Has the luxury-goods industry turned a corner?

A nascent sales rebound in one of the world’s most important regions for luxury-goods sales will give executives plenty to talk about at Fashion Weeks in London, Milan, New York and Paris.

| 6 min read

Over the next month, the world’s fashionistas and champions of haute couture are gathering for the premier “Fashion Weeks” in four of the world’s wealthiest cities.

Luxury fashion houses will present what they hope will be headline-grabbing catwalk shows that showcase starry A-list front rows as they crank up their public-relations efforts to full “Edina Monsoon”. All four of the annual industry fixtures will be glamorous and excessive affairs.

However, the luxury goods industry is not immune to the ebbs and flows of economic uncertainty – as demonstrated in the second half of last year.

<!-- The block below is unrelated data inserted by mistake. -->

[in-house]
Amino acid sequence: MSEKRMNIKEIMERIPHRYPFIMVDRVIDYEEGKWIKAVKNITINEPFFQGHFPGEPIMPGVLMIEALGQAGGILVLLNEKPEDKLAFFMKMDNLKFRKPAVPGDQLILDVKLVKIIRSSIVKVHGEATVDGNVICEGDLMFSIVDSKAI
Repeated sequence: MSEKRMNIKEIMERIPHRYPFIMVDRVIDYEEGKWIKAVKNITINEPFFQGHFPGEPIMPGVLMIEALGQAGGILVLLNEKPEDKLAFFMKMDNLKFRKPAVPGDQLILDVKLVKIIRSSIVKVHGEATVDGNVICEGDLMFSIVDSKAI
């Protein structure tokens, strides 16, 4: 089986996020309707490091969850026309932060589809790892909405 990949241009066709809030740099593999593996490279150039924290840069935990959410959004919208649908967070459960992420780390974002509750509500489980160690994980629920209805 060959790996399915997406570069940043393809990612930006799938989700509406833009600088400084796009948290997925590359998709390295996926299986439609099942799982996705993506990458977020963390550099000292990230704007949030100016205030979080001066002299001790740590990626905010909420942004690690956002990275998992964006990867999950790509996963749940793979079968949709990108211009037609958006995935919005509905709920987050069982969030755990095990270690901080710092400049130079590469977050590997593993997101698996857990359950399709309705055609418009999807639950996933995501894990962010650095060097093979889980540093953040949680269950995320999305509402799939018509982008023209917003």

Share-price gains in the major sector players such as LVMH, Hermès, Kering, Moncler and Prada during the first half of 2023 were spectacular as the industry is bounced back from one of its greatest-ever shocks – the Covid-19 pandemic.

Once the pandemic took hold, demand for luxury items dropped sharply as consumers changed their purchasing behaviours, stores closed under lockdown regulations, and international travel was dramatically curtailed. Once China opened-up, there was a significant amount of positive sentiment surrounding the industry.